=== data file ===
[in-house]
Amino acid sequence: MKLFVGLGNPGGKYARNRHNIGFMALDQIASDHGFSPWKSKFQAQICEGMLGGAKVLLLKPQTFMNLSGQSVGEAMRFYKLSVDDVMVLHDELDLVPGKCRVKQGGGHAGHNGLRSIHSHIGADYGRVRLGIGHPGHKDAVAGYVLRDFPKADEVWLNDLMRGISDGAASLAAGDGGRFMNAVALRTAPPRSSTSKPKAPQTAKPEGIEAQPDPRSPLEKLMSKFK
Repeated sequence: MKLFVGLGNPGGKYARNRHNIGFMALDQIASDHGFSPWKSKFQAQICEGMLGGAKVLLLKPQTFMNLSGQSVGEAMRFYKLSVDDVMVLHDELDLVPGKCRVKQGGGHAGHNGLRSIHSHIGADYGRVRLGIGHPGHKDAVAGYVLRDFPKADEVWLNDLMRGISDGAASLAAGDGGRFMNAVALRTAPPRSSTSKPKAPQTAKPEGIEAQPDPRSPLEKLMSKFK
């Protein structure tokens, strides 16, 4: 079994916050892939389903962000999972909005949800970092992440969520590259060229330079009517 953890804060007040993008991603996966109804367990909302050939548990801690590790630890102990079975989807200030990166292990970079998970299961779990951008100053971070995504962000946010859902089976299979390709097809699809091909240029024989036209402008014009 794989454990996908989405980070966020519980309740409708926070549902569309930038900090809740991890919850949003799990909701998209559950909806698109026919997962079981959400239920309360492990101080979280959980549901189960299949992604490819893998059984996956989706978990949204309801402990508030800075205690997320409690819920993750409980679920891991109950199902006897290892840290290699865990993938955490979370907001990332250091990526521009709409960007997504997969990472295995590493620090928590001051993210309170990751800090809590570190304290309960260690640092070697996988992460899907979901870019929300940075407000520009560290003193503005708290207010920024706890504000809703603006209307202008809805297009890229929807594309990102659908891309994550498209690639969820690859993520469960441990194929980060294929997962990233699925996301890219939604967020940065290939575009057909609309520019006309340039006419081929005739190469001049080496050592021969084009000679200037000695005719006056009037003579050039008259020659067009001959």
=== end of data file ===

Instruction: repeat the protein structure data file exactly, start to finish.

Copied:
[in-house]
Amino acid sequence: MKLFVGLGNPGGKYARNRHNIGFMALDQIASDHGFSPWKSKFQAQICEGMLGGAKVLLLKPQTFMNLSGQSVGEAMRFYKLSVDDVMVLHDELDLVPGKCRVKQGGGHAGHNGLRSIHSHIGADYGRVRLGIGHPGHKDAVAGYVLRDFPKADEVWLNDLMRGISDGAASLAAGDGGRFMNAVALRTAPPRSSTSKPKAPQTAKPEGIEAQPDPRSPLEKLMSKFK
Repeated sequence: MKLFVGLGNPGGKYARNRHNIGFMALDQIASDHGFSPWKSKFQAQICEGMLGGAKVLLLKPQTFMNLSGQSVGEAMRFYKLSVDDVMVLHDELDLVPGKCRVKQGGGHAGHNGLRSIHSHIGADYGRVRLGIGHPGHKDAVAGYVLRDFPKADEVWLNDLMRGISDGAASLAAGDGGRFMNAVALRTAPPRSSTSKPKAPQTAKPEGIEAQPDPRSPLEKLMSKFK
């Protein structure tokens, strides 16, 4: 079994916050892939389903962000999972909005949800970092992440969520590259060229330079009517 953890804060007040993008991603996966109804367990909302050939548990801690590790630890102990079975989807200030990166292990970079998970299961779990951008100053971070995504962000946010859902089976299979390709097809699809091909240029024989036209402008014009 794989454990996908989405980070966020519980309740409708926070549902569309930038900090809740991890919850949003799990909701998209559950909806698109026919997962079981959400239920309360492990101080979280959980549901189960299949992604490819893998059984996956989706978990949204309801402990508030800075205690997320409690819920993750409980679920891991109950199902006897290892840290290699865990993938955490979370907001990332250091990526521009709409960007997504997969990472295995590493620090928590001051993210309170990751800090809590570190304290309960260690640092070697996988992460899907979901870019929300940075407000520009560290003193503005708290207010920024706890504000809703603006209307202008809805297009890229929807594309990102659908891309994550498209690639969820690859993520469960441990194929980060294929997962990233699925996301890219939604967020940065290939575009057909609309520019006309340039006419081929005739190469001049080496050592021969084009000679200037000695005719006056009037003579050039008259020659067009001959």